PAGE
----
The Curious Case of Benjamin Button: Strangely enough, this film made us even more depressed than Revolutionary Road. Brad Pitt stars as Benjamin Button, a man who ages backward. It’s a beautifully lit, gorgeously shot movie (based on an F. Scott Fitzgerald story), and director David Fincher keeps a slow and an almost-old-fashioned-like steady pace. Supporting players Cate Blanchett, Taraji P. Henson and Jason Flemyng are all very fine, and perhaps after this one, we can all forget about “Brangelina” for a while and remember that Brad Pitt is, in fact, a good actor.

Milk: Just when you think Sean Penn can’t surprise you with his “acting” anymore, a movie like Milk comes along and does just that. Mr. Penn disappears completely into his role of Harvey Milk, the first openly gay man to be elected to public office, who was later assassinated. James Franco, Emile Hirsch and Josh Brolin all turn in memorable performances, and director Gus Van Sant departs from the dreaminess of his past few films to tell this real-life and poignant story effectively straightforwardly.

Slumdog Millionaire: This year’s little-best-picture-that-could doesn’t have a big marquee name in it, but audiences have rightly flipped for it. Using the structure of Who Wants to Be a Millionaire?, director Danny Boyle (Trainspotting, 28 Days Later) teaches us all about the tragic childhood of our hero, Jamal Malik (Dev Patel), a “slumdog” from the streets of Mumbai. Watch for the always-great Irfan Khan as the interrogator who doesn’t believe this orphan kid could win a trivia show, and the ridiculously fun song-and-dance final number.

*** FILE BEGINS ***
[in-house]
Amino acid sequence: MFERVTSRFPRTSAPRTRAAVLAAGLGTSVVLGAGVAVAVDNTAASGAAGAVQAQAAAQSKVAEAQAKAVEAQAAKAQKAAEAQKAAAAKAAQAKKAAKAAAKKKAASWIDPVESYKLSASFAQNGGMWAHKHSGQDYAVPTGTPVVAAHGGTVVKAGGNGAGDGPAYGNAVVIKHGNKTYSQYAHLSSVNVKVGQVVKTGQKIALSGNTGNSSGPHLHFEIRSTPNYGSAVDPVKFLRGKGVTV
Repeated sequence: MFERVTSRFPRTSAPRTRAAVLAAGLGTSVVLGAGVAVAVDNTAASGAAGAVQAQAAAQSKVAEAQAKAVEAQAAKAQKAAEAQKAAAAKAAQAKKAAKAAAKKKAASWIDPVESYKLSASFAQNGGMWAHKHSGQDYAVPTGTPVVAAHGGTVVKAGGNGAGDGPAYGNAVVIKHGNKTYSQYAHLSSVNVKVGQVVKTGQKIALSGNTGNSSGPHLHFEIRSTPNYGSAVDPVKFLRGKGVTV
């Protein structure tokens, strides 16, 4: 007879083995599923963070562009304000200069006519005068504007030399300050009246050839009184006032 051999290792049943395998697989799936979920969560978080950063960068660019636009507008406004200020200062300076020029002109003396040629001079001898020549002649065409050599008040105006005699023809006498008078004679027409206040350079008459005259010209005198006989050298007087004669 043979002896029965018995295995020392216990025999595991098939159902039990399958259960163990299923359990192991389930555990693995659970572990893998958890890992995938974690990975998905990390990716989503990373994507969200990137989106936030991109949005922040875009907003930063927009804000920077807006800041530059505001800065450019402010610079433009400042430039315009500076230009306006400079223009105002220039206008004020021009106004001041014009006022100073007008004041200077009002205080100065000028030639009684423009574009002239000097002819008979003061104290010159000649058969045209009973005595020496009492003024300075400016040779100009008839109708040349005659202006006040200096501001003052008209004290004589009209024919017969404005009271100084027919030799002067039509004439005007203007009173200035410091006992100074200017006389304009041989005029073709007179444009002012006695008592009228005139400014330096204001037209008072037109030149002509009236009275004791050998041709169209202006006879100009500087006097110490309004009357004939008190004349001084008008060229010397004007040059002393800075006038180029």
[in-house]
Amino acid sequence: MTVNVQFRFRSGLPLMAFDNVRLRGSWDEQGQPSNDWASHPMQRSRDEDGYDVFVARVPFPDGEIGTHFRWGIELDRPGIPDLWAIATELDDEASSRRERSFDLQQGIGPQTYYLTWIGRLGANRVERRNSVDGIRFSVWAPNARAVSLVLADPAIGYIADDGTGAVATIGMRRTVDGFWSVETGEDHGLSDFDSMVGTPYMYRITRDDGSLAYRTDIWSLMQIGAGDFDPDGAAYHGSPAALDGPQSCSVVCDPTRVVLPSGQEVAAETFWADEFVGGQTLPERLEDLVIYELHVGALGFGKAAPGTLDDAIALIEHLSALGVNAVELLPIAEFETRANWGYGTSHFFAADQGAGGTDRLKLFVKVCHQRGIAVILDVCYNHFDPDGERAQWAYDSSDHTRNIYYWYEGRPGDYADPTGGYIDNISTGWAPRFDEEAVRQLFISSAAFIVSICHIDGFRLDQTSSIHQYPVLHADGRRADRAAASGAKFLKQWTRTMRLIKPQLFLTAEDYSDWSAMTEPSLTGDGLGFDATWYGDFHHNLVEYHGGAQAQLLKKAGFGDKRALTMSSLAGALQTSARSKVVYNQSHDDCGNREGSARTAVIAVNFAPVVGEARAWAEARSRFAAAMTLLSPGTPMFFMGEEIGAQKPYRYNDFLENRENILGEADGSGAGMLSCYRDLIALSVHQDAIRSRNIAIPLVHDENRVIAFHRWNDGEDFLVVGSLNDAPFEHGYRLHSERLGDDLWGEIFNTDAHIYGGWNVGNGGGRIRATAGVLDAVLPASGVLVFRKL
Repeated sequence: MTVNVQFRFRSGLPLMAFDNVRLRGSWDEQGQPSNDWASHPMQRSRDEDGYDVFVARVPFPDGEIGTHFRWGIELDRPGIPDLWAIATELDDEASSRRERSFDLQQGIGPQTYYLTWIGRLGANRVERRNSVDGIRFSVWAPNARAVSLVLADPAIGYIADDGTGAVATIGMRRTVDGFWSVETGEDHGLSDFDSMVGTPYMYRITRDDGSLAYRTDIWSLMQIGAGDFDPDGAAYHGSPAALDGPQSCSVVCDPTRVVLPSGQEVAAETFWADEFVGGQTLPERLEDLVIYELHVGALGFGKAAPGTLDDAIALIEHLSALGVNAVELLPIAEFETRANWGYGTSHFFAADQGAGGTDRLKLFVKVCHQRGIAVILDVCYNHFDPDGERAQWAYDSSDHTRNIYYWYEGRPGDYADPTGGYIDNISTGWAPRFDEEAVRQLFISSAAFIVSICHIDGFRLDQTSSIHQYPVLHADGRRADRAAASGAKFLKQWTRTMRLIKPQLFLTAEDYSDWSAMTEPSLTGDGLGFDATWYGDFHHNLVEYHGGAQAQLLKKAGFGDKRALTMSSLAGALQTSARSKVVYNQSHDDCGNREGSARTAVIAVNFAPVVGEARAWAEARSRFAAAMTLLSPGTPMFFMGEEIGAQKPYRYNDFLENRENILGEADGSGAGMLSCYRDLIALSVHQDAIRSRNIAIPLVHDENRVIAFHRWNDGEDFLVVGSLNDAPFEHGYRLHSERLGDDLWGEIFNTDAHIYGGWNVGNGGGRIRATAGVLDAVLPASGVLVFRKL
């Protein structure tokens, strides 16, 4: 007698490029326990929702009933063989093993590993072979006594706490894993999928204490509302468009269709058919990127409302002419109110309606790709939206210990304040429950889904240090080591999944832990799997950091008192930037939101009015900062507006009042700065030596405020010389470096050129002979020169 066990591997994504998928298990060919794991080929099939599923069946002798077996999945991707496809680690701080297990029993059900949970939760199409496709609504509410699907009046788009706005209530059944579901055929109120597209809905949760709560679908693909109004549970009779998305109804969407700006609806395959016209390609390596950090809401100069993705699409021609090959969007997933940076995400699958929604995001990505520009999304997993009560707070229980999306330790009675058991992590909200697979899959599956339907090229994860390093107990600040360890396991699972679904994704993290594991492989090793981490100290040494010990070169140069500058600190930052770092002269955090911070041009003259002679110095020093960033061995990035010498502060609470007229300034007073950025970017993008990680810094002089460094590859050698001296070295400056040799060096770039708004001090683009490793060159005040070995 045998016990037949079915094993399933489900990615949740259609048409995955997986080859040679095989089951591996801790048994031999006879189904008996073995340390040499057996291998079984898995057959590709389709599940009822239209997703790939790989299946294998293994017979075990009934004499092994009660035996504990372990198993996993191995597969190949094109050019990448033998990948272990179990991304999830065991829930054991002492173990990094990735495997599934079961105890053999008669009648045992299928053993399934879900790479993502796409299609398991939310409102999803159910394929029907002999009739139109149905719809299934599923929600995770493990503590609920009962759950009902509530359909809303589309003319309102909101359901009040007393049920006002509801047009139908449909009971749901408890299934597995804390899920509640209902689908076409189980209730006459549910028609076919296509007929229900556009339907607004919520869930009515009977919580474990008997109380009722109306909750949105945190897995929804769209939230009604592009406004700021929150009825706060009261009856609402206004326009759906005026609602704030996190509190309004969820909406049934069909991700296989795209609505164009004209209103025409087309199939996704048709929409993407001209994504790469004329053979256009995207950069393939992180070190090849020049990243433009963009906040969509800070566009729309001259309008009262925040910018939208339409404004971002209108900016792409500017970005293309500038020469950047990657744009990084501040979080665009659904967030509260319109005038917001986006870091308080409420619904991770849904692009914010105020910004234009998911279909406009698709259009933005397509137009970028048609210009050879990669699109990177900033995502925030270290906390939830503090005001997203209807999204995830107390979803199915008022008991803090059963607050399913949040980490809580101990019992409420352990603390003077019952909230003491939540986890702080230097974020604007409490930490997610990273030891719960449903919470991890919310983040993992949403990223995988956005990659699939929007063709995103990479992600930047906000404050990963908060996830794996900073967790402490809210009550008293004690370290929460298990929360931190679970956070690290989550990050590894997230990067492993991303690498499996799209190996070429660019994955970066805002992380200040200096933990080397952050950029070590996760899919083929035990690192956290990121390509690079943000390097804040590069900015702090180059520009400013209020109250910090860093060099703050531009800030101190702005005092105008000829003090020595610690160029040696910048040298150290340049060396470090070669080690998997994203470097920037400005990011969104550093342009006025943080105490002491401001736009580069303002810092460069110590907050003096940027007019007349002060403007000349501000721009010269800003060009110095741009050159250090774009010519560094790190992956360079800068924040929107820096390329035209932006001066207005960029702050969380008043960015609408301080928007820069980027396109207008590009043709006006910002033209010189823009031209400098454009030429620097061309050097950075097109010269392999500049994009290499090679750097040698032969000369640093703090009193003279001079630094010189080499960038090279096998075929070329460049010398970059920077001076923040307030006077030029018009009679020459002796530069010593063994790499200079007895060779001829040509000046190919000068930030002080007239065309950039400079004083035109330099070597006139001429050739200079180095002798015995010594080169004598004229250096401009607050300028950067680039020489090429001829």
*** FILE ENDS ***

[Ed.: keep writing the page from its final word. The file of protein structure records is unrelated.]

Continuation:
Honorable Mention: Definitely, Maybe: We can’t lie, we love ourselves a good romantic comedy. But the trouble with this genre is that, when not handled properly, things can get pretty ugly (cough, Made of Honor). Definitely, Maybe, written and directed by Adam Brooks, was our very favorite rom-com of the year. Not only are the performances from Ryan Reynolds (who knew?), Isla Fisher, Elizabeth Banks, Rachel Weisz, and Kevin Kline good, it absolutely nails the je ne sais quoi of living in New York in the mid-’90s. Cue the nostalgia!

svilkomerson@observer.com